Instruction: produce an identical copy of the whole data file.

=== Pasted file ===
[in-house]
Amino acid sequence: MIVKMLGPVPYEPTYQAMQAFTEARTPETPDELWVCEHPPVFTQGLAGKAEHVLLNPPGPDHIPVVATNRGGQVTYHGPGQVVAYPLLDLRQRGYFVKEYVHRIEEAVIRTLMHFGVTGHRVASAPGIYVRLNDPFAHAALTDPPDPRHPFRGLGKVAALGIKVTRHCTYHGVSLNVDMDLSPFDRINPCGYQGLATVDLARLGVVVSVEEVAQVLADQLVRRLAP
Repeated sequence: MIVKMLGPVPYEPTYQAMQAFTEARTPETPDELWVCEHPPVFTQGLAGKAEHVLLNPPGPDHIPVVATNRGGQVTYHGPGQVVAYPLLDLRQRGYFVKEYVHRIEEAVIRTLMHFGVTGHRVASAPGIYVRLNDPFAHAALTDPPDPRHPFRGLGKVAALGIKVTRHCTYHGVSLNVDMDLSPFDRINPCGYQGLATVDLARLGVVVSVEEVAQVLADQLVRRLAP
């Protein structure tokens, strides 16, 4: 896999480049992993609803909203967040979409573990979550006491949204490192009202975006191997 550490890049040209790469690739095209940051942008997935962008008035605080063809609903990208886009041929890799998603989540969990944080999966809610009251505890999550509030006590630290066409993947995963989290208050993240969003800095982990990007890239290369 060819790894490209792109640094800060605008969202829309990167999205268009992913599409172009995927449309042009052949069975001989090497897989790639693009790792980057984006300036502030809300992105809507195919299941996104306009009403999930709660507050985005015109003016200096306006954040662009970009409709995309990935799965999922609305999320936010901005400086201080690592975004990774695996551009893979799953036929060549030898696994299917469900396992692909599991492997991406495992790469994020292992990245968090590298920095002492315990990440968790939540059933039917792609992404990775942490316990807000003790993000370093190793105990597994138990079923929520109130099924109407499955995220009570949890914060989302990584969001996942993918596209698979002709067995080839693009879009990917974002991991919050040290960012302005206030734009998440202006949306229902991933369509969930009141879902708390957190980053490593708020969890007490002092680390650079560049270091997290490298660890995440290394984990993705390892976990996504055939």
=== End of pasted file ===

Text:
[in-house]
Amino acid sequence: MIVKMLGPVPYEPTYQAMQAFTEARTPETPDELWVCEHPPVFTQGLAGKAEHVLLNPPGPDHIPVVATNRGGQVTYHGPGQVVAYPLLDLRQRGYFVKEYVHRIEEAVIRTLMHFGVTGHRVASAPGIYVRLNDPFAHAALTDPPDPRHPFRGLGKVAALGIKVTRHCTYHGVSLNVDMDLSPFDRINPCGYQGLATVDLARLGVVVSVEEVAQVLADQLVRRLAP
Repeated sequence: MIVKMLGPVPYEPTYQAMQAFTEARTPETPDELWVCEHPPVFTQGLAGKAEHVLLNPPGPDHIPVVATNRGGQVTYHGPGQVVAYPLLDLRQRGYFVKEYVHRIEEAVIRTLMHFGVTGHRVASAPGIYVRLNDPFAHAALTDPPDPRHPFRGLGKVAALGIKVTRHCTYHGVSLNVDMDLSPFDRINPCGYQGLATVDLARLGVVVSVEEVAQVLADQLVRRLAP
């Protein structure tokens, strides 16, 4: 896999480049992993609803909203967040979409573990979550006491949204490192009202975006191997 550490890049040209790469690739095209940051942008997935962008008035605080063809609903990208886009041929890799998603989540969990944080999966809610009251505890999550509030006590630290066409993947995963989290208050993240969003800095982990990007890239290369 060819790894490209792109640094800060605008969202829309990167999205268009992913599409172009995927449309042009052949069975001989090497897989790639693009790792980057984006300036502030809300992105809507195919299941996104306009009403999930709660507050985005015109003016200096306006954040662009970009409709995309990935799965999922609305999320936010901005400086201080690592975004990774695996551009893979799953036929060549030898696994299917469900396992692909599991492997991406495992790469994020292992990245968090590298920095002492315990990440968790939540059933039917792609992404990775942490316990807000003790993000370093190793105990597994138990079923929520109130099924109407499955995220009570949890914060989302990584969001996942993918596209698979002709067995080839693009879009990917974002991991919050040290960012302005206030734009998440202006949306229902991933369509969930009141879902708390957190980053490593708020969890007490002092680390650079560049270091997290490298660890995440290394984990993705390892976990996504055939």